Tuesday, February 12, 2019

Hacker takes over Google Nest security cam

Talks to family's baby:
An Illinois couple said a hacker spoke to their baby through one of their Nest security cameras and then later hurled obscenities at them, CBS station WBBM-TV reports. Arjun Sud told the station he was outside his 7-month-old son's room Sunday outside Chicago and he heard someone talking. "I was shocked to hear a deep, manly voice talking," Sud said. "My blood ran cold." Sud told WBBM-TV he thought the voice was coming over the baby monitor by accident. But it returned when he and his wife were downstairs. The voice was coming from another of the many Nest cameras throughout the couple's Lake Barrington house. "Asking me, you know, why I'm looking at him -- because he saw obviously that I was looking back -- and continuing to taunt me," Sud said. Later that night, Arjun Sud noticed the Nest thermostat they have upstairs had been raised to 90 degrees. He suspected the hacker was behind that too. Nest's parent company, Google, said in a statement that Nest's system was not breached. Google said the recent incidents stem from customers "using compromised passwords exposed through breaches on other websites."
Let me, err, Google Translate that last bit: Google said that if you use one of these damned things you'd better be a security expert or J. Random Hacker will set your house temperature to whatever he wants and teach your baby interesting vocabulary.

Your mileage may vary, but I will never have one of these things in my house.  And I am a bit of a security expert, thank you very much.


Ken said...

Same here. Thanks for posting this -- this will be very useful in the CRM course I teach (not least because of Google's response).

LindaG said...

Typical of Google.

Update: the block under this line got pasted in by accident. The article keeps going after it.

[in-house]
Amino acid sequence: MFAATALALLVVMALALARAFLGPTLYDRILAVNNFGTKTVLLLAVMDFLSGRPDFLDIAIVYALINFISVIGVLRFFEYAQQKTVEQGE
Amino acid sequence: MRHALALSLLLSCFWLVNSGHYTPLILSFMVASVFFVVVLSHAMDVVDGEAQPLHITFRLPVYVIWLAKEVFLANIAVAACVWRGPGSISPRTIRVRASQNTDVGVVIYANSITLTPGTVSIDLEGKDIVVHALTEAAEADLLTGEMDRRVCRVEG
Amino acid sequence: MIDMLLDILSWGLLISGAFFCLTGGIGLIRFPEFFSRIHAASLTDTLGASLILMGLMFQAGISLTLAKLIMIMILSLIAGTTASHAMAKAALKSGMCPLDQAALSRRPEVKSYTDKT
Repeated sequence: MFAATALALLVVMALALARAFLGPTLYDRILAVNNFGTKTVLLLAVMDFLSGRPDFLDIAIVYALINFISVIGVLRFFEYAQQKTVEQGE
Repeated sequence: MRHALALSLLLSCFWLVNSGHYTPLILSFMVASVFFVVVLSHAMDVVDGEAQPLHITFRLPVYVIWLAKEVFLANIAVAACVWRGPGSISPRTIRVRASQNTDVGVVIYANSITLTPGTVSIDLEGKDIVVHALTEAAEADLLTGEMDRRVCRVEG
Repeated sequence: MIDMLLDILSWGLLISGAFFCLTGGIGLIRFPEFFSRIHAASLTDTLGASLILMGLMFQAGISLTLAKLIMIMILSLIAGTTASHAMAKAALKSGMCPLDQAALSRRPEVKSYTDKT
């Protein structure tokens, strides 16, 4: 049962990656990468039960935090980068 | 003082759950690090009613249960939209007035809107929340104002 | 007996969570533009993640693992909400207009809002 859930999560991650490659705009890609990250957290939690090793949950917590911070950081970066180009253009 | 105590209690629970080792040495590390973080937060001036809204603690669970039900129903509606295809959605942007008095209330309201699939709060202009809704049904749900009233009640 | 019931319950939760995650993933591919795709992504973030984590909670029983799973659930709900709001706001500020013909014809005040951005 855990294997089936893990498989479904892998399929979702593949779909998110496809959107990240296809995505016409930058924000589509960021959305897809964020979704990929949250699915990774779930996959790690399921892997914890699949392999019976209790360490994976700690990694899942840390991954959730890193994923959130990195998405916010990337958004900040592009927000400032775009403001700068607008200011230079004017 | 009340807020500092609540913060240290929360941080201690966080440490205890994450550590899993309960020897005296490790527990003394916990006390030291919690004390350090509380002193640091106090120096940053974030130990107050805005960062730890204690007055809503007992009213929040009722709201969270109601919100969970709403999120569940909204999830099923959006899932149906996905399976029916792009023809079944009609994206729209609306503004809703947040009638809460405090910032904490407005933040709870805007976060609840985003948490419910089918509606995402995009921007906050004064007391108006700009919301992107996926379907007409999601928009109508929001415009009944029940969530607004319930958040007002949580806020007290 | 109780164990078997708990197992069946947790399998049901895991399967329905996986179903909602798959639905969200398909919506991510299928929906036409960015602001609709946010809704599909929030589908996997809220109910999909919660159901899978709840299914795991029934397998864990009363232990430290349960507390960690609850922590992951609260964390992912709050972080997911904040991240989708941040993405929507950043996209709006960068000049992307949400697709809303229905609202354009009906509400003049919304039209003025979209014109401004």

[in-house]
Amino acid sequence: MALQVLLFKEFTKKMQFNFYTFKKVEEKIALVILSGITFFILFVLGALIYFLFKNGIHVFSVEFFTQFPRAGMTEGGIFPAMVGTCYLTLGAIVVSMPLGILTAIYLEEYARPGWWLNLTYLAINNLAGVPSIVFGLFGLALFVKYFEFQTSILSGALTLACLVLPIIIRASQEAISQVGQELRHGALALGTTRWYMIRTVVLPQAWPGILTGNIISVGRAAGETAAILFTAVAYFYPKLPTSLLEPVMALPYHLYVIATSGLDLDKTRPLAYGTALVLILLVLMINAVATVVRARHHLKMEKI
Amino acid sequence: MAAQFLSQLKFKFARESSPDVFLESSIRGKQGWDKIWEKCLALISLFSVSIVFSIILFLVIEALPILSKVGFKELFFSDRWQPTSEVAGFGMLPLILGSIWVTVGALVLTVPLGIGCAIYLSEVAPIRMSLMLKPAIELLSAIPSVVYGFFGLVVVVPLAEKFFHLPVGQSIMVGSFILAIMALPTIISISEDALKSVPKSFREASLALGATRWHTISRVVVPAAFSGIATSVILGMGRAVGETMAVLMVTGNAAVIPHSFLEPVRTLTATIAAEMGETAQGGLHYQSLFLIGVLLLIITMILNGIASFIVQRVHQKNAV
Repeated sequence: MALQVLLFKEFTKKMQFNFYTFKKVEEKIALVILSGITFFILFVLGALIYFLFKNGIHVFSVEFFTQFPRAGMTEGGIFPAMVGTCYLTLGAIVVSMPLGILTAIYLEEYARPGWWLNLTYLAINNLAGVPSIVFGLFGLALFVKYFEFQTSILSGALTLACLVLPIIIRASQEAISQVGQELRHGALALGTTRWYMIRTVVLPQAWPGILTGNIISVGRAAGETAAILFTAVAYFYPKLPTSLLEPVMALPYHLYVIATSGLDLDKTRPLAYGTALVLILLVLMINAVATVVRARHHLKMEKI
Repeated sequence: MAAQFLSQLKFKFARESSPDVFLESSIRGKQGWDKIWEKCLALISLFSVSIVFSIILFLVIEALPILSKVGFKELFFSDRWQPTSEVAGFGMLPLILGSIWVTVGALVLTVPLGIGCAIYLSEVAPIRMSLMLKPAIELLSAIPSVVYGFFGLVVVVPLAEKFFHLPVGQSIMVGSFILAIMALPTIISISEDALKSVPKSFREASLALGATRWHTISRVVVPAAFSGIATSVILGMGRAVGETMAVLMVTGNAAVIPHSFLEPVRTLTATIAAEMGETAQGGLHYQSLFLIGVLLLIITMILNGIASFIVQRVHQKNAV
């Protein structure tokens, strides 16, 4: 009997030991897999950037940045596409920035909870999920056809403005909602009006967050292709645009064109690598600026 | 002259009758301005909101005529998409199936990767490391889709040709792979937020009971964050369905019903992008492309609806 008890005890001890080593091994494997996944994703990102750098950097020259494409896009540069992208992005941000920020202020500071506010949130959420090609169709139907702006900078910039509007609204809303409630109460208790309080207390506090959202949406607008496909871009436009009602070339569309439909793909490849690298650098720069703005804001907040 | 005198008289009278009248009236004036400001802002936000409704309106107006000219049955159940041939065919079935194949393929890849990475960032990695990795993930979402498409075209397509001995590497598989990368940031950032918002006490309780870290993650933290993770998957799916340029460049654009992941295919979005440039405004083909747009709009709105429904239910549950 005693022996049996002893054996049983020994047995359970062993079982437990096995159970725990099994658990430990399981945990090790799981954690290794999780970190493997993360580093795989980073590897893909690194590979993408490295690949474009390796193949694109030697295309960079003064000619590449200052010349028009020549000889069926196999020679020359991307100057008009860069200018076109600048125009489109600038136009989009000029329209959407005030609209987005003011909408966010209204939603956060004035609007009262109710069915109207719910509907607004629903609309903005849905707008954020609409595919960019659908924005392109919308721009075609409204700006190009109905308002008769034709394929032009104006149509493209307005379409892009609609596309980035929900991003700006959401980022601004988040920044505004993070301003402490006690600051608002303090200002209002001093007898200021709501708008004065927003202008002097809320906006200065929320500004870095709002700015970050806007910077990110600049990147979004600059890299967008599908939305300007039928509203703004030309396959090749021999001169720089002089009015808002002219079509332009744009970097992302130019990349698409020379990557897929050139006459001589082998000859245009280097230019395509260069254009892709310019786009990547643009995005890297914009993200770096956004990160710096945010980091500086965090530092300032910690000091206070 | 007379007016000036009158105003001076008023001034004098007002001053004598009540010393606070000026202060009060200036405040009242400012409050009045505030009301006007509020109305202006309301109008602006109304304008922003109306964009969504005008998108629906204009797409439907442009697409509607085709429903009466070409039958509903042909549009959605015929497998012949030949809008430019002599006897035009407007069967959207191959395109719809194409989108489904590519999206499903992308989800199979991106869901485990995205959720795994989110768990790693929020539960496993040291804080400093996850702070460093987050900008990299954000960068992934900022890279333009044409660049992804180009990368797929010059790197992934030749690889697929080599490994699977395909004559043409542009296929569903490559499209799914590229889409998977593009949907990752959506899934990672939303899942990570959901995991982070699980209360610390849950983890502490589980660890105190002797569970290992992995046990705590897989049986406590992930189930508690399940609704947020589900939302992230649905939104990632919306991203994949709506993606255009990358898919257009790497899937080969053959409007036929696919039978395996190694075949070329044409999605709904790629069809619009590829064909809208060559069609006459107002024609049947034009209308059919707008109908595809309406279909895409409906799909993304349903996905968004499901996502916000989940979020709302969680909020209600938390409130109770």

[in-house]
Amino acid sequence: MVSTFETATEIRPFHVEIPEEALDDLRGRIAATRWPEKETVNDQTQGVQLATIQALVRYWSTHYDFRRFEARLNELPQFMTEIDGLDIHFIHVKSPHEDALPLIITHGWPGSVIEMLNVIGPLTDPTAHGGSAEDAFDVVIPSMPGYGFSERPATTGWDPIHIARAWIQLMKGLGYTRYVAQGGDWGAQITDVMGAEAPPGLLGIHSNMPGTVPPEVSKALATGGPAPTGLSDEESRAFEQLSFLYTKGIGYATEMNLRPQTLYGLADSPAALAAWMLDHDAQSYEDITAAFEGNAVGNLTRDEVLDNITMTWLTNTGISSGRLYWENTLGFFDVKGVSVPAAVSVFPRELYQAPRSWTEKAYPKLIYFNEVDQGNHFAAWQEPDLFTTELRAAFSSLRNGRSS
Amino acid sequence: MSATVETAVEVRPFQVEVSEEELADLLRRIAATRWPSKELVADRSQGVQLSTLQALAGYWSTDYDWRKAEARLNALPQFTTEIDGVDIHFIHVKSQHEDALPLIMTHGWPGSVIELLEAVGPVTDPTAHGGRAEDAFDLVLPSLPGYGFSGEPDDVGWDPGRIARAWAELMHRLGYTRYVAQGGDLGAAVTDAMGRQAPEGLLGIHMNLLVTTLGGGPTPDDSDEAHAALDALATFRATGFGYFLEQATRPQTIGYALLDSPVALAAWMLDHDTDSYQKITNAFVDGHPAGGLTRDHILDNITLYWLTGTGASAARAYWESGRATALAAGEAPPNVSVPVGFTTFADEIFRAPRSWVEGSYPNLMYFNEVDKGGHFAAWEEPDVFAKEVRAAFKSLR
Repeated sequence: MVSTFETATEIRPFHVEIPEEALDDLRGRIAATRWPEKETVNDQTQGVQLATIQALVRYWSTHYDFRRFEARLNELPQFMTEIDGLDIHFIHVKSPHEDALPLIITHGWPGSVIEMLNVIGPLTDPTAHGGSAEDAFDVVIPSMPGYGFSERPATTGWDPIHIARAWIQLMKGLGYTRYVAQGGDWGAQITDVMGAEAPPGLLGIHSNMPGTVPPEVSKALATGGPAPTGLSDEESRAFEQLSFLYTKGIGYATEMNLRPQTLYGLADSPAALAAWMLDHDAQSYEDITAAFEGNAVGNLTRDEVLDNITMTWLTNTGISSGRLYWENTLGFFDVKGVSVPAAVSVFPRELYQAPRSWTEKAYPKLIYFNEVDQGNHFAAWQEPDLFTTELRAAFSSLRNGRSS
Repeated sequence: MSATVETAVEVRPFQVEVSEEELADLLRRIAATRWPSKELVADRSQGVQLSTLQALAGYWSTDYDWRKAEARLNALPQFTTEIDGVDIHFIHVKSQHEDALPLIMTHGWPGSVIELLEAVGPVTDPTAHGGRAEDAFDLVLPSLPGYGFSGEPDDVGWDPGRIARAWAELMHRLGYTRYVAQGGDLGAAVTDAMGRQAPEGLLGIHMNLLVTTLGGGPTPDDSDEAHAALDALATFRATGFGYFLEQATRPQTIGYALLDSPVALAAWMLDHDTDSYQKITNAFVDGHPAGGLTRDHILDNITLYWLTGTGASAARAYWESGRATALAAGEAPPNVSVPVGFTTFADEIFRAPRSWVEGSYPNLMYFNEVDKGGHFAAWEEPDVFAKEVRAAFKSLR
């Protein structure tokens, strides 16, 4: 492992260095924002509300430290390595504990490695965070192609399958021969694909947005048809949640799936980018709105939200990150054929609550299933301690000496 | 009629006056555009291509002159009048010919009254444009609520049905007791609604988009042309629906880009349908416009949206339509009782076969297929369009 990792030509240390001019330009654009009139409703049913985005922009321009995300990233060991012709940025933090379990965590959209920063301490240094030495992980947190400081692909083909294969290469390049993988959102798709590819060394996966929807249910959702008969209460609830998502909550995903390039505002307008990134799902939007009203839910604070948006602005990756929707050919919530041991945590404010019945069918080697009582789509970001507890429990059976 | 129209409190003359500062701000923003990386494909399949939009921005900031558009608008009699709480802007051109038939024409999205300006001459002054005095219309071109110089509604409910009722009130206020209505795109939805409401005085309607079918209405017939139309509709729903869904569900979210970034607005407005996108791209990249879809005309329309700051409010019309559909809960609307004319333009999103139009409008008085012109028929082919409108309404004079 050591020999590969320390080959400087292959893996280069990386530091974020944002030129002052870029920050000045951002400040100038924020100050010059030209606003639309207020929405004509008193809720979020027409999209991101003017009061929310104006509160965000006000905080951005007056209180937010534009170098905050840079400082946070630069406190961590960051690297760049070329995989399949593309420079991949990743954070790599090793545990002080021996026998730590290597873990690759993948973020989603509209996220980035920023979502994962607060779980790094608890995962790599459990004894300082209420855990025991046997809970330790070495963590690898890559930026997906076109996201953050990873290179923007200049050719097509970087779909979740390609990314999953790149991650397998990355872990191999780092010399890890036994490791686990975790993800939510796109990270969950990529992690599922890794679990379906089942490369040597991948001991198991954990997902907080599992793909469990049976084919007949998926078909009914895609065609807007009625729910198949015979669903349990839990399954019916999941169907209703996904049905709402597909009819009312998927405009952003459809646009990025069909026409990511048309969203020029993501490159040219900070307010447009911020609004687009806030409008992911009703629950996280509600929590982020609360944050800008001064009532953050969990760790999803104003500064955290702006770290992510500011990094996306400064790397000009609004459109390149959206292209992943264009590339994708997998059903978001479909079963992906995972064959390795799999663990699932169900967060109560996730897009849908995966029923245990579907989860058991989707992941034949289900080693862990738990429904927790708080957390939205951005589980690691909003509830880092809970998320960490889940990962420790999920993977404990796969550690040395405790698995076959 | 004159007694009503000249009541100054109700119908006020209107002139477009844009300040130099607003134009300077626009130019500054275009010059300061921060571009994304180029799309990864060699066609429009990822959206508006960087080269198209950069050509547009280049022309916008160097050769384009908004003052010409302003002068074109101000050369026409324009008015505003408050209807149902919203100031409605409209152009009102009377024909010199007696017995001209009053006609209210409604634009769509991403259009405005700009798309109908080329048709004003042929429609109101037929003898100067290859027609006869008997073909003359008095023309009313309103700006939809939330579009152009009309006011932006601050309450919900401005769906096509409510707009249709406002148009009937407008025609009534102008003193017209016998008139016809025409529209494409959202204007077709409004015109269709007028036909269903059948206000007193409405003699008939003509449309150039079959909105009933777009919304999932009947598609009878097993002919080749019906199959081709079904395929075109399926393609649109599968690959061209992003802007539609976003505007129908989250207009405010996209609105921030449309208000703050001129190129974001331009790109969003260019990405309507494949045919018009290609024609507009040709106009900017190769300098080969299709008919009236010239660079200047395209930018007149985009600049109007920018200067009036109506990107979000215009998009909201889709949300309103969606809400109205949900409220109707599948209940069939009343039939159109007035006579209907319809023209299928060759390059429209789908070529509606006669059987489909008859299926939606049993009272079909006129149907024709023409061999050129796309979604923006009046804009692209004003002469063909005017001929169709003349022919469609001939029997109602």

Our TV doesn't connect to the internet.
I won't have any Ceri or appliance that does either.

Thanks for sharing this.

Divemedic said...

The most likely reason is that the users had a password like "password" or maybe "qwerty" or the ever popular "12345"

Don't use the same password for your airshield as the one an idiot would use for his luggage.

Aaron C. de Bruyn said...

Divemedic is correct. Don't reuse passwords, don't use easy-to-guess passwords. The devices weren't compromised, the users password was.

Divemedic said...

I use lastpass. This is a password wallet that stores your passwords in an encrypted file and fills them in as needed. Then you only need to remember the password for the app. Since you don't have to remember them, you are free to follow best practices:
- When a system allows, my passwords are 15 characters
- They are random and generated by the app
- I use upper and lower case, numbers, and symbols
- I use a different password for every website and application

The app even has a feature where it will generate passwords for you, and it also gives you a security score, so you can see how well you are doing. The charges are low ($10 a year, I think).

I never have to worry about compromised passwords.

McChuck said...

What Divemedic said ++. I've been using the free version for years. Don't forget to download your account periodically, because no business lasts forever.